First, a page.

“Our planet faces two concurrent existential threats: the climate crisis and nuclear weapons. We are faced by a gathering storm of extinction-level consequences, and time is running out,” Mary Robinson said.Ban Ki-moon and Mary Robinson specifically called on President Trump to respond to Russian President Vladimir Putin’s offer to open negotiations on New START, which will expire in February 2021 unless the agreement between Washington and Moscow is extended. Following the termination of the Intermediate-Range Nuclear Forces (INF) Treaty in July 2019, the end of New START would mean there was no remaining arms control treaty in force between the United States and Russia, raising the prospect of a new nuclear arms race. The Elders reiterated their proposals for a “nuclear minimization” agenda as the best way of making progress towards complete disarmament by the five Permanent Members of the UN Security Council and all other nuclear powers. Ban warned that the threat of catastrophe is being exacerbated by attacks on, and disregard for, the multilateral rules-based system:
“The existential risks of nuclear conflagration and climate change are increasing just as the decision-making frameworks to address them are unraveling. From the US withdrawal from the Paris Agreement and the Iran Nuclear Deal to deadlock on nuclear disarmament talks and division at the UN Security Council, our mechanisms for collaboration are being undermined when we need them most.”On the climate emergency, The Elders Chair Mary Robinson called for a change of mindset if the world is to tackle the threat effectively:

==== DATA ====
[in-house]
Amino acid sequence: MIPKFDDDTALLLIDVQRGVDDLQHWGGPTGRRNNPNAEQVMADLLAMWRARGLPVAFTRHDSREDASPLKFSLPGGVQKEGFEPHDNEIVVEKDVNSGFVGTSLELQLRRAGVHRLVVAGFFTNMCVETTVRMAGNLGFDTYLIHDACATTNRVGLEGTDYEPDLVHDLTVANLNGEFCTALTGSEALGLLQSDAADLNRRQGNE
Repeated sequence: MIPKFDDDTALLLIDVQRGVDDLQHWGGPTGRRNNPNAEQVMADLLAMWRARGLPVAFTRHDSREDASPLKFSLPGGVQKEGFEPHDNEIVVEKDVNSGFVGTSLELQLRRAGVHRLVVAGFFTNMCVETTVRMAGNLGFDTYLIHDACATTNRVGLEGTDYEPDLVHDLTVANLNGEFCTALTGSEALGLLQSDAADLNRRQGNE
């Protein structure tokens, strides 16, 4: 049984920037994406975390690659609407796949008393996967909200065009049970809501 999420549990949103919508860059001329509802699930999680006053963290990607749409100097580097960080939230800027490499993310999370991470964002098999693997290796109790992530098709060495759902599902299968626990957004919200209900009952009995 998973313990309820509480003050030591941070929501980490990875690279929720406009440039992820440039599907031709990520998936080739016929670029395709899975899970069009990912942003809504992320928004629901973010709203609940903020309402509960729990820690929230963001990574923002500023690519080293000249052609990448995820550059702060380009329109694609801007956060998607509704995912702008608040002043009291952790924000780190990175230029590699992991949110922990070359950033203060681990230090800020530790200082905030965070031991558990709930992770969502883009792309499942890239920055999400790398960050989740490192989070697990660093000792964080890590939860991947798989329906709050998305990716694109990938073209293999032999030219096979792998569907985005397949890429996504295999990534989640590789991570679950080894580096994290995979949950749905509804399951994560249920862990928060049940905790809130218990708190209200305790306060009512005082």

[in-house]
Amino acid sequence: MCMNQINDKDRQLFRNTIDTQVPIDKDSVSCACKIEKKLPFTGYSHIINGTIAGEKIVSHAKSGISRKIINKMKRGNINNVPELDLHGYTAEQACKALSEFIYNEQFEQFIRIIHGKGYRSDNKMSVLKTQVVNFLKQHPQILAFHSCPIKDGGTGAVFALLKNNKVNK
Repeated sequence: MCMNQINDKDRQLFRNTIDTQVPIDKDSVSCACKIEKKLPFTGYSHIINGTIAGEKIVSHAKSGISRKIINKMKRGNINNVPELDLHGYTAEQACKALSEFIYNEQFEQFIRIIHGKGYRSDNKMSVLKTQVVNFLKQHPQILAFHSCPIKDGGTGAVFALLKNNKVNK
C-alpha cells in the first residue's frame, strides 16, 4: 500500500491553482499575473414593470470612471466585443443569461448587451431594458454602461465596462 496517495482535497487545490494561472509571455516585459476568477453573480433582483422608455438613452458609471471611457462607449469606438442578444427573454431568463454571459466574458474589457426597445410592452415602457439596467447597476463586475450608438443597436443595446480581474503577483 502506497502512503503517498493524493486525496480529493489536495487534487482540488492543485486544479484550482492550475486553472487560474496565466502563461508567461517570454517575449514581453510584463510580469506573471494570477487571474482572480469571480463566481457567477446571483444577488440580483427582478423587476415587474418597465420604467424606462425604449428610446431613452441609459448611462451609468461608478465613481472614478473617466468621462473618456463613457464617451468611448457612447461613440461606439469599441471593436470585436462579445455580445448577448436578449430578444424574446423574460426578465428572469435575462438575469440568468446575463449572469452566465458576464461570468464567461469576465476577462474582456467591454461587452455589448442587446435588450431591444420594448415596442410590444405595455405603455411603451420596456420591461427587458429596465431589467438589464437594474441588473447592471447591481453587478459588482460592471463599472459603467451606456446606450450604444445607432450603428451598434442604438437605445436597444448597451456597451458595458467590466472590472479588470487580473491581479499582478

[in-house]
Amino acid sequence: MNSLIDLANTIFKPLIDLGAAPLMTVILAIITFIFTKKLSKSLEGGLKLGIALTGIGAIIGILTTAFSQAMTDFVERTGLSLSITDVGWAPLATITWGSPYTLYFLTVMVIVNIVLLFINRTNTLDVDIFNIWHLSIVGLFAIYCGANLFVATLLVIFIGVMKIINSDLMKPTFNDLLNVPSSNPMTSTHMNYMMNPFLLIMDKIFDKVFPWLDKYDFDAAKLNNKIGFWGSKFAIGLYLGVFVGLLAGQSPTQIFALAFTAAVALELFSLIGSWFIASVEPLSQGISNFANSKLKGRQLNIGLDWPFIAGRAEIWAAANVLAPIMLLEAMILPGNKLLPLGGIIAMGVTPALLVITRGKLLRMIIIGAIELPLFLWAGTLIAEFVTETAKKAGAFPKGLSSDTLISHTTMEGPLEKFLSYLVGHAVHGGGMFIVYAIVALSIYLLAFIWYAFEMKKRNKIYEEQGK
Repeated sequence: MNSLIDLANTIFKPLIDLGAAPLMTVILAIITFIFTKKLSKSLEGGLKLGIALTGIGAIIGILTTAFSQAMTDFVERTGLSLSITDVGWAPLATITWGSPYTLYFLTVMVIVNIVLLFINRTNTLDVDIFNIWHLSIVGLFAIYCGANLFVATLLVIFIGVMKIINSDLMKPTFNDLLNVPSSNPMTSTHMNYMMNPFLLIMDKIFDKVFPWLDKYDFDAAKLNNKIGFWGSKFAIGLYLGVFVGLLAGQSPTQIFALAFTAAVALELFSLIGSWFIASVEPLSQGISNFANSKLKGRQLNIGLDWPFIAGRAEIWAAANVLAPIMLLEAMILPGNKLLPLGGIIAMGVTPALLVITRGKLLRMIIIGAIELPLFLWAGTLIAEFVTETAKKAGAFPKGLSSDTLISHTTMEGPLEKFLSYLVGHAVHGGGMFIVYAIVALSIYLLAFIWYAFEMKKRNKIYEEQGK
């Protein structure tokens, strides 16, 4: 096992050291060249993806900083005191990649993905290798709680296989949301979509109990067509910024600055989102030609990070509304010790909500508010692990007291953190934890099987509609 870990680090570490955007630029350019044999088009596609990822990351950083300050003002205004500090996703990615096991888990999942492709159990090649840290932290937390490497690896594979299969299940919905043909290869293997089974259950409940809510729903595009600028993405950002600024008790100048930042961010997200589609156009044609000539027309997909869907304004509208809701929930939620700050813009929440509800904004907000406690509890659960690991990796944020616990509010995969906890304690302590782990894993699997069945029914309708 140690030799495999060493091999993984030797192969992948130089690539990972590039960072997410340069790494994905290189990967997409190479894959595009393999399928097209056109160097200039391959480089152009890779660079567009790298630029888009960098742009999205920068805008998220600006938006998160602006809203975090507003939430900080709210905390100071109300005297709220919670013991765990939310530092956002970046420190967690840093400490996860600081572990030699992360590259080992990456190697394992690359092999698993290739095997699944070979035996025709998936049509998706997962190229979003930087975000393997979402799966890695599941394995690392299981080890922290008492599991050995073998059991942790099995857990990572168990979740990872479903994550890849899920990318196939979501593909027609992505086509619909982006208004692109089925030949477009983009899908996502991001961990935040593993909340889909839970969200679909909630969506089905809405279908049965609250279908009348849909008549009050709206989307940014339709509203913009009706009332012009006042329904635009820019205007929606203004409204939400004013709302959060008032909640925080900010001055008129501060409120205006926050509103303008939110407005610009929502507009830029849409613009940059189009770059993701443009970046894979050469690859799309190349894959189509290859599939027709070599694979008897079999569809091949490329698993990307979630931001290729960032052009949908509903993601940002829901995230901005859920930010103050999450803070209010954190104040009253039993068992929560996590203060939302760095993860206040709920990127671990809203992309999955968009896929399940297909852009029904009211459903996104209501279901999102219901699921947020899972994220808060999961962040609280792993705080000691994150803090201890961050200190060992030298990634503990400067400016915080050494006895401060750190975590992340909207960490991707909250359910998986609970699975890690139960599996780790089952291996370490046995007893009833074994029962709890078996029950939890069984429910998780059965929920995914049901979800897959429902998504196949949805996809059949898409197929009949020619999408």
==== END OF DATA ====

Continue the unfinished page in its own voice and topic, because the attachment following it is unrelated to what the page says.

“The science of the climate crisis makes it imperative that we take urgent action in 2020. We need a change of mindset in politics, finance, business and civil society, one that enables us to keep temperature rises at or below 1.5°C, whilst protecting the rights, dignity and livelihoods of those affected by the shift to a carbon neutral economy. Not to do so will be a death sentence for humanity.”Co-chair Ban Ki-moon believes 2020 is a crucial year to defend and revitalize the multilateral system’s ability to address the threats of nuclear and climate catastrophe, as the world marks the 75th anniversary of the founding of the United Nations. Source: The Elders © The Bulletin of Atomic Scientists
“Young people are making the change; We have the responsibiliity to make the humanity drive towards progress,” said Wickramanayake.The Summit provided an interactive platform for young advocates and leaders from different sectors and all parts of the world. Among the other key speakers were Dr. Jane Goodall, Singer-songwriter and the UNEP Global Goodwill Ambassador Ellie Goulding, Singer-songwriter and Activist Bob Geldof, First Lady of Colombia María Juliana Ruiz, BKMC Partner DSM’s CEO Feike Sijbesma, and the youth advocates and ambassadors of the One Young World. Dr. Goodall said to the gathered youth participants,